Skip to main content

Thinking Filtered – Part 1

Scientists have found that our five senses feed our brains a staggering 11 million bits of information every second. But did you know our conscious minds can only process 40-50 bites of information per second?

Do you really know the whole picture? Can you size up any situation completely?

Aha – think again! …………….pun intended 😉

We can’t “know” the whole story. The truth is, at best, we can only size up a fraction of a situation.

So what are we missing?

What are we filtering out mentally to get to our 40 to 50 bits of information per second?

Without going deep into neuroscience (see your RAS or Reticular Activating System in your brain), our minds filter much of our reality based on the stories we tell ourselves and the experiences we hold on to (consciously or subconsciously).

A famous story, “This is hard.”

Your mind will say – “Yes, boss! Confirmed! This is hard,” and start filtering your 40-50 bites of info/second towards proof that life is hard.

What about this story? “I am who I am – nothing can change me.”

According to science, the truth is closer to “I am how I choose to experience the world.”

– – But hang on a second.

Before you start smacking your head for how you are experiencing your world – have a bit of self-compassion.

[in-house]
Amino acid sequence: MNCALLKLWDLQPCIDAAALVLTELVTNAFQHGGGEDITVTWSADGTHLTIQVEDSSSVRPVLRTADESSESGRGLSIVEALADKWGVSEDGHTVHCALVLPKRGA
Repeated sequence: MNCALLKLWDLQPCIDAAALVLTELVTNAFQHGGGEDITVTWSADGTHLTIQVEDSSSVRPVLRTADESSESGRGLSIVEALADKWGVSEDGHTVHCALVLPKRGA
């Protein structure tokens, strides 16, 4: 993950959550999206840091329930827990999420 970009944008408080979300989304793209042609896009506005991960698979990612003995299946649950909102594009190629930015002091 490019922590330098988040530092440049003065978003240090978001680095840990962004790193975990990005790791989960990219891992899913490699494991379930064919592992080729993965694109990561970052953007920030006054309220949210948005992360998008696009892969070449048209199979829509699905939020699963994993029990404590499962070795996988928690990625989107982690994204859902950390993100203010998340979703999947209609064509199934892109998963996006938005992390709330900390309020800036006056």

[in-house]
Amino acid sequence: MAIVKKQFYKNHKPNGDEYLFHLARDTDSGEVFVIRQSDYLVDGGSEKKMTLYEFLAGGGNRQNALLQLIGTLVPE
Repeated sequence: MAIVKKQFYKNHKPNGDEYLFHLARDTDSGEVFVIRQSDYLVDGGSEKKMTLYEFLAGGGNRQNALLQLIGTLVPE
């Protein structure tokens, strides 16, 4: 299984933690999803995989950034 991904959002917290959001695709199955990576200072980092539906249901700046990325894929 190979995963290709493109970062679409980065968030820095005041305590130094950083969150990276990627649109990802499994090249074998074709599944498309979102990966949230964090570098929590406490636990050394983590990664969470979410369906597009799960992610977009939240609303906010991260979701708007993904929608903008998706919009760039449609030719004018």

We haven’t been taught much of this at an early age – how uniquely powerful our minds are, how beautiful our configuration is, and how many internal tools we have.

My mother always smiled and said, “When I was young, I thought I would know it all. Now I find that the more I know, the more I realize I don’t know.”

So what now? If you aren’t happy with how your mind experiences a part of your world, START NOTICING.

What? Just notice?

Yep – one of the most significant parts of changing how you experience your reality – your world – is noticing your thoughts.

Ask yourself: “What is the story I’m telling myself about this right now?”

Heck- yesterday, I caught myself growling, “I had to pick up the kids, so I don’t have time to check these things off my list and cook this food, so that sucks, and I’m behind, and life is hard.”

What was I not noticing? Instead of sweating and prepping food in the kitchen all night, I had my boys in the car, chatting with me, opening up about their lives while the glorious sun was setting over the Burrard bridge in a wash of golden, rose-coloured light surrounded by the deepest blue sky. Yeah – rough, Teresa!

If you wish – after you notice your “filter” or “story,” you can also ask yourself, “What else can I see or experience here?”

Stay tuned for Part 2 in the next post for what to do next.